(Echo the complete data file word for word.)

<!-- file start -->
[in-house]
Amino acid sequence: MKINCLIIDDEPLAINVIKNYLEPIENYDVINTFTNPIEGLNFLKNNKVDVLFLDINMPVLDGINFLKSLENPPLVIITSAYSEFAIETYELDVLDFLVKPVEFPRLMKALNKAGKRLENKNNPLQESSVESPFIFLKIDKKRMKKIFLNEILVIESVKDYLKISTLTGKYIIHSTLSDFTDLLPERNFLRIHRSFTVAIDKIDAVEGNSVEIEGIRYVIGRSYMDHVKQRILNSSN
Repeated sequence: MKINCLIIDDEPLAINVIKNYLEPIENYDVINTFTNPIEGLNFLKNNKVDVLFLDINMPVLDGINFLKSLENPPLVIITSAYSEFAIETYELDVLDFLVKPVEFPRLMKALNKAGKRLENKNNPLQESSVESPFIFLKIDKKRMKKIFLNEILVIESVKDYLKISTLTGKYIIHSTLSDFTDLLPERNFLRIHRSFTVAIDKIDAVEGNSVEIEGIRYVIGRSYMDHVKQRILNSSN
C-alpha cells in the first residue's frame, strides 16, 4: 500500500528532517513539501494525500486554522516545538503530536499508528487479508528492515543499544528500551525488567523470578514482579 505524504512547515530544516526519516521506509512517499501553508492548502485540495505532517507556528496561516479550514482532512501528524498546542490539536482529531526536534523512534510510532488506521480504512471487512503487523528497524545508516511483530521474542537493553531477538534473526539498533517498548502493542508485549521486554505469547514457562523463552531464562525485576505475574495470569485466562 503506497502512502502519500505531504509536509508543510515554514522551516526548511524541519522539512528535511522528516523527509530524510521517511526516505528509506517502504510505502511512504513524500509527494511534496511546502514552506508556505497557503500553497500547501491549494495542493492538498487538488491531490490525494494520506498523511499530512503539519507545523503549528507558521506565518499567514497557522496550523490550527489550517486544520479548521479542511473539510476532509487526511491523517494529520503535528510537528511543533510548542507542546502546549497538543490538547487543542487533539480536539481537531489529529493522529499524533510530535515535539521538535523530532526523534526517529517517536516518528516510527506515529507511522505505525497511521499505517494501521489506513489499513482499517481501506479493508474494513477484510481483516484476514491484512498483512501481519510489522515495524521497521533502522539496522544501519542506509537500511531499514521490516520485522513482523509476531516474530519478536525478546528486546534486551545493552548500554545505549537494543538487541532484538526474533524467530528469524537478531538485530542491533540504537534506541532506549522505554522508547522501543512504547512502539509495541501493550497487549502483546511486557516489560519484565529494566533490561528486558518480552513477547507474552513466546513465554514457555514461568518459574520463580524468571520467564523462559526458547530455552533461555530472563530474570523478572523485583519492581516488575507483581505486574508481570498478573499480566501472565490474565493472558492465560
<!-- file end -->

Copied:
[in-house]
Amino acid sequence: MKINCLIIDDEPLAINVIKNYLEPIENYDVINTFTNPIEGLNFLKNNKVDVLFLDINMPVLDGINFLKSLENPPLVIITSAYSEFAIETYELDVLDFLVKPVEFPRLMKALNKAGKRLENKNNPLQESSVESPFIFLKIDKKRMKKIFLNEILVIESVKDYLKISTLTGKYIIHSTLSDFTDLLPERNFLRIHRSFTVAIDKIDAVEGNSVEIEGIRYVIGRSYMDHVKQRILNSSN
Repeated sequence: MKINCLIIDDEPLAINVIKNYLEPIENYDVINTFTNPIEGLNFLKNNKVDVLFLDINMPVLDGINFLKSLENPPLVIITSAYSEFAIETYELDVLDFLVKPVEFPRLMKALNKAGKRLENKNNPLQESSVESPFIFLKIDKKRMKKIFLNEILVIESVKDYLKISTLTGKYIIHSTLSDFTDLLPERNFLRIHRSFTVAIDKIDAVEGNSVEIEGIRYVIGRSYMDHVKQRILNSSN
C-alpha cells in the first residue's frame, strides 16, 4: 500500500528532517513539501494525500486554522516545538503530536499508528487479508528492515543499544528500551525488567523470578514482579 505524504512547515530544516526519516521506509512517499501553508492548502485540495505532517507556528496561516479550514482532512501528524498546542490539536482529531526536534523512534510510532488506521480504512471487512503487523528497524545508516511483530521474542537493553531477538534473526539498533517498548502493542508485549521486554505469547514457562523463552531464562525485576505475574495470569485466562 503506497502512502502519500505531504509536509508543510515554514522551516526548511524541519522539512528535511522528516523527509530524510521517511526516505528509506517502504510505502511512504513524500509527494511534496511546502514552506508556505497557503500553497500547501491549494495542493492538498487538488491531490490525494494520506498523511499530512503539519507545523503549528507558521506565518499567514497557522496550523490550527489550517486544520479548521479542511473539510476532509487526511491523517494529520503535528510537528511543533510548542507542546502546549497538543490538547487543542487533539480536539481537531489529529493522529499524533510530535515535539521538535523530532526523534526517529517517536516518528516510527506515529507511522505505525497511521499505517494501521489506513489499513482499517481501506479493508474494513477484510481483516484476514491484512498483512501481519510489522515495524521497521533502522539496522544501519542506509537500511531499514521490516520485522513482523509476531516474530519478536525478546528486546534486551545493552548500554545505549537494543538487541532484538526474533524467530528469524537478531538485530542491533540504537534506541532506549522505554522508547522501543512504547512502539509495541501493550497487549502483546511486557516489560519484565529494566533490561528486558518480552513477547507474552513466546513465554514457555514461568518459574520463580524468571520467564523462559526458547530455552533461555530472563530474570523478572523485583519492581516488575507483581505486574508481570498478573499480566501472565490474565493472558492465560